The Pope 'doing well' after tumour removed

ROME - The Pope was said to be doing well yesterday after surgeons removed a benign tumour 'the size of an orange' from his intestine. He is expected to remain in hospital for 10 days.

A joint statement issued by the Vatican and the Gemelli hospital in Rome said that the tumour was removed from the Pope's colon during an operation yesterday morning lasting nearly four hours.

Corrado Manni, the anaesthetist, said that the Pope's body responded to the operation 'not like a 72-year-old but like a 20-year-old'.

According to Dr Manni, a piece of intestine between six and eight inches long had to be cut in the sigmoid tract of the large intestine, the area where the colon bends before the intestine ends in the rectum.

The statement said the Pope's gall bladder was removed after doctors found stones in it. Removal of the gall bladder is one of the most common major operations. People can live fairly normal lives without a gall bladder, which stores bile which aids in the digestion of fats. The Vatican spokesman, Joaquin Navarro, said a biopsy performed before the operation and another during surgery showed that the tumour was benign.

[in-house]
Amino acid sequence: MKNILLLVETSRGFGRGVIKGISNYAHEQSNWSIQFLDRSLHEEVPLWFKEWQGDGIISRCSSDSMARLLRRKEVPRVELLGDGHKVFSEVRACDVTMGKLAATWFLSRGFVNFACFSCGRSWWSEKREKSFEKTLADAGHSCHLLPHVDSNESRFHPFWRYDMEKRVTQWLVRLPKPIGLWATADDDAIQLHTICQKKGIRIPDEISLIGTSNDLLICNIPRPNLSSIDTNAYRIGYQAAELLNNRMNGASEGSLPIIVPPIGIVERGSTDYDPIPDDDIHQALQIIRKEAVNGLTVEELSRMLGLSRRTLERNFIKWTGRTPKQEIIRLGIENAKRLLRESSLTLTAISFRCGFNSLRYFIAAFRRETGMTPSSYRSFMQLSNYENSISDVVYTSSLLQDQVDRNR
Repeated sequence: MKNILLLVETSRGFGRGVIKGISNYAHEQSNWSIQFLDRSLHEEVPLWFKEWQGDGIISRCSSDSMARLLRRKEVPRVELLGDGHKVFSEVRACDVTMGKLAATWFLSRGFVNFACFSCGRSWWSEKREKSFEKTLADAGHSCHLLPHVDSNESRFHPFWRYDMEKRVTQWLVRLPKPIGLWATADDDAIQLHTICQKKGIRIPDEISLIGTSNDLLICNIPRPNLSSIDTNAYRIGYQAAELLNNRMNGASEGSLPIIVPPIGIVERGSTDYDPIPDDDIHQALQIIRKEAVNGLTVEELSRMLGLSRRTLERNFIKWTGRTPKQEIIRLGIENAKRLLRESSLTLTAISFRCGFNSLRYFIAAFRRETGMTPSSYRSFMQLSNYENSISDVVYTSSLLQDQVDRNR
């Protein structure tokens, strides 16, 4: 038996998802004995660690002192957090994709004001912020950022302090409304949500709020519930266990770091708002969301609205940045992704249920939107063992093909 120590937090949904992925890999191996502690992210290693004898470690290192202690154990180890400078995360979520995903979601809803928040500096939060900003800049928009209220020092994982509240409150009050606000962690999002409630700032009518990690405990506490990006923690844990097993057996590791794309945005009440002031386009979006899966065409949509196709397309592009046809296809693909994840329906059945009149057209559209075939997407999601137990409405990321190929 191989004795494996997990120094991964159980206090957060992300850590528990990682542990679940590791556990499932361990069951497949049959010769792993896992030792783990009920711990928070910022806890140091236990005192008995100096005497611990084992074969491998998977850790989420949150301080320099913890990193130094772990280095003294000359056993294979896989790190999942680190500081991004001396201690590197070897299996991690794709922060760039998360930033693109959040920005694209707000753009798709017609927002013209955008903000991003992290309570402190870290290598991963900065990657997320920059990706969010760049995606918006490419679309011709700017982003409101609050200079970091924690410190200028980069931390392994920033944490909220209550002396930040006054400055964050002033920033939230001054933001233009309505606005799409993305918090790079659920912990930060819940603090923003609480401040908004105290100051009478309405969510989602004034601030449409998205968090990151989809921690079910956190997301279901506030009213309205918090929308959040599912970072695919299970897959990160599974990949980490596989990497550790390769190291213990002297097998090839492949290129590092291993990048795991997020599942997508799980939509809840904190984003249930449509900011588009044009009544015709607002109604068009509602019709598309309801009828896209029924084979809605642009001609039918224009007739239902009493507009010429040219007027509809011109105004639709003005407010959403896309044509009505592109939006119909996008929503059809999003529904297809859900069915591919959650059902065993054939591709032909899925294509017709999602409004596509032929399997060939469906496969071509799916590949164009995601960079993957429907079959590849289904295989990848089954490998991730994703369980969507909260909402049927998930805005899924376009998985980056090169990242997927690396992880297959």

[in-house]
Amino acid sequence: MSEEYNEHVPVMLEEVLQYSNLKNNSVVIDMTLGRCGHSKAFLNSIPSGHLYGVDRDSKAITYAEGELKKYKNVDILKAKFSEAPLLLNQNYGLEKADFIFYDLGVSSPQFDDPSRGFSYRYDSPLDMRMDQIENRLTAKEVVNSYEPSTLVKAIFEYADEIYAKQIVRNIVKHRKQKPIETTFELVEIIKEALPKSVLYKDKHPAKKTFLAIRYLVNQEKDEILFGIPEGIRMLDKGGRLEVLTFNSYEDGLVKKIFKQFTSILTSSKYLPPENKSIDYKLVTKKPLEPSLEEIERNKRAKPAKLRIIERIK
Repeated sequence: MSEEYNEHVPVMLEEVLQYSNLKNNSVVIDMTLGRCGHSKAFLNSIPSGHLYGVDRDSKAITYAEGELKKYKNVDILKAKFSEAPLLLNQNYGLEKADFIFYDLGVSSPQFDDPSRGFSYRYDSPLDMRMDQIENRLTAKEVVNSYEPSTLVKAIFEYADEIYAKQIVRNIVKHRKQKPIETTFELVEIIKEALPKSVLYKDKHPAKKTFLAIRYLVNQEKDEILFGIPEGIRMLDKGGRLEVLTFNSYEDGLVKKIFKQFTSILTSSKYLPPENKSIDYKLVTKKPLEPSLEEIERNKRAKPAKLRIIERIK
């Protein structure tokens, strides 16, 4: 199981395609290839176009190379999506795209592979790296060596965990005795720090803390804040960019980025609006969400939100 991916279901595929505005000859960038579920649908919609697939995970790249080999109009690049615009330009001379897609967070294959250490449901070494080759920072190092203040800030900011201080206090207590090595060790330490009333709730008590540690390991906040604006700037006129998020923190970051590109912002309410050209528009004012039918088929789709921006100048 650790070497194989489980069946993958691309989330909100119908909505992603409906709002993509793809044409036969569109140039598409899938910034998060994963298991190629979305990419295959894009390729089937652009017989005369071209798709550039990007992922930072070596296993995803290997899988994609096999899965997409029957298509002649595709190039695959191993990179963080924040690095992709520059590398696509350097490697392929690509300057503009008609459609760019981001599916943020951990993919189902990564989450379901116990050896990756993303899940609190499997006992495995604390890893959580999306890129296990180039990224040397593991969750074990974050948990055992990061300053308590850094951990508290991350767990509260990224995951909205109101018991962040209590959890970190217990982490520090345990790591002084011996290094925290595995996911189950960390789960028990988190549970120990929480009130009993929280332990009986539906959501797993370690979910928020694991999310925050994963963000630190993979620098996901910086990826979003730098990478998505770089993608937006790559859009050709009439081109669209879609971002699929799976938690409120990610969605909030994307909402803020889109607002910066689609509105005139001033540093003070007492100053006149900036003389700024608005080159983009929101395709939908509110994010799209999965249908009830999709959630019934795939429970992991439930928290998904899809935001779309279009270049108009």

The statement said further tests on the tumour would be carried out as is customary. Examination of intestinal tissue removed for further diagnostic tests would take three days.

The cardiologist, Attilio Maseri, said after the operation that the tumour appeared to be about '99 per cent benign', apparently leaving open the possibility that there may have been the beginnings of malignant cell growth.

But Mr Navarro, asked at a news conference if he could confirm that no malignancy was found, said: 'Yes, it is confirmed 100 per cent.'

Dr Francesco Crucitti, who headed the surgical team, also said the tumour was 'absolutely benign'. He said that the Pope should be able to recover fully and not have to cut back on his gruelling schedule.

The hospital had the air of being under siege yesterday, with rows of praying nuns in the courtyard, crowds of journalists in the hall and lines of ambassadors' limousines outside.